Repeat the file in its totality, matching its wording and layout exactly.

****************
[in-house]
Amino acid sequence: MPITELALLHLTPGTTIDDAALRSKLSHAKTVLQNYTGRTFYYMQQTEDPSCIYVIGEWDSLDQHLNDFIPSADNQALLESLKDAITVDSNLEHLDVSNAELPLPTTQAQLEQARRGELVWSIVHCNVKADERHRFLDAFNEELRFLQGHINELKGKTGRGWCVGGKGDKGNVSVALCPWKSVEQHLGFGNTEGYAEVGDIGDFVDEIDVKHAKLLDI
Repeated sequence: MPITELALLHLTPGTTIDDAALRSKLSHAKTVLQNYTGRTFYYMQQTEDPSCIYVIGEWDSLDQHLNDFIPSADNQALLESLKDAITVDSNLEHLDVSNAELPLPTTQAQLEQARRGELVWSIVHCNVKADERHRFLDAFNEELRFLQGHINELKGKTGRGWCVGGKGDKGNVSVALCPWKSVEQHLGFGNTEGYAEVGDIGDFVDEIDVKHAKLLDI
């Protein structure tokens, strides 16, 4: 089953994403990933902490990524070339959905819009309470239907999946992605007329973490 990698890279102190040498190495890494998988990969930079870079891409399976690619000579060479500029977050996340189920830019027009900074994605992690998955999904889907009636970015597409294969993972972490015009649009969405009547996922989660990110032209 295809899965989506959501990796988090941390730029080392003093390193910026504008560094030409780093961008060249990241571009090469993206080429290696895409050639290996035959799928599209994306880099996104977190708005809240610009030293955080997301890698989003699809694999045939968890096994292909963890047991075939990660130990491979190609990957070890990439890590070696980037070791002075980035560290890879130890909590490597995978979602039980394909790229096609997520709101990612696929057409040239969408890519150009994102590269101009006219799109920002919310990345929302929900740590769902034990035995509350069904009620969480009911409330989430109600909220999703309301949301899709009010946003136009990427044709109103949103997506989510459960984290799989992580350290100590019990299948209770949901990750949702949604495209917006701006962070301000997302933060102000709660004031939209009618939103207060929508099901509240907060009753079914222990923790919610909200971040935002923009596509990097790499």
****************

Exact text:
[in-house]
Amino acid sequence: MPITELALLHLTPGTTIDDAALRSKLSHAKTVLQNYTGRTFYYMQQTEDPSCIYVIGEWDSLDQHLNDFIPSADNQALLESLKDAITVDSNLEHLDVSNAELPLPTTQAQLEQARRGELVWSIVHCNVKADERHRFLDAFNEELRFLQGHINELKGKTGRGWCVGGKGDKGNVSVALCPWKSVEQHLGFGNTEGYAEVGDIGDFVDEIDVKHAKLLDI
Repeated sequence: MPITELALLHLTPGTTIDDAALRSKLSHAKTVLQNYTGRTFYYMQQTEDPSCIYVIGEWDSLDQHLNDFIPSADNQALLESLKDAITVDSNLEHLDVSNAELPLPTTQAQLEQARRGELVWSIVHCNVKADERHRFLDAFNEELRFLQGHINELKGKTGRGWCVGGKGDKGNVSVALCPWKSVEQHLGFGNTEGYAEVGDIGDFVDEIDVKHAKLLDI
């Protein structure tokens, strides 16, 4: 089953994403990933902490990524070339959905819009309470239907999946992605007329973490 990698890279102190040498190495890494998988990969930079870079891409399976690619000579060479500029977050996340189920830019027009900074994605992690998955999904889907009636970015597409294969993972972490015009649009969405009547996922989660990110032209 295809899965989506959501990796988090941390730029080392003093390193910026504008560094030409780093961008060249990241571009090469993206080429290696895409050639290996035959799928599209994306880099996104977190708005809240610009030293955080997301890698989003699809694999045939968890096994292909963890047991075939990660130990491979190609990957070890990439890590070696980037070791002075980035560290890879130890909590490597995978979602039980394909790229096609997520709101990612696929057409040239969408890519150009994102590269101009006219799109920002919310990345929302929900740590769902034990035995509350069904009620969480009911409330989430109600909220999703309301949301899709009010946003136009990427044709109103949103997506989510459960984290799989992580350290100590019990299948209770949901990750949702949604495209917006701006962070301000997302933060102000709660004031939209009618939103207060929508099901509240907060009753079914222990923790919610909200971040935002923009596509990097790499």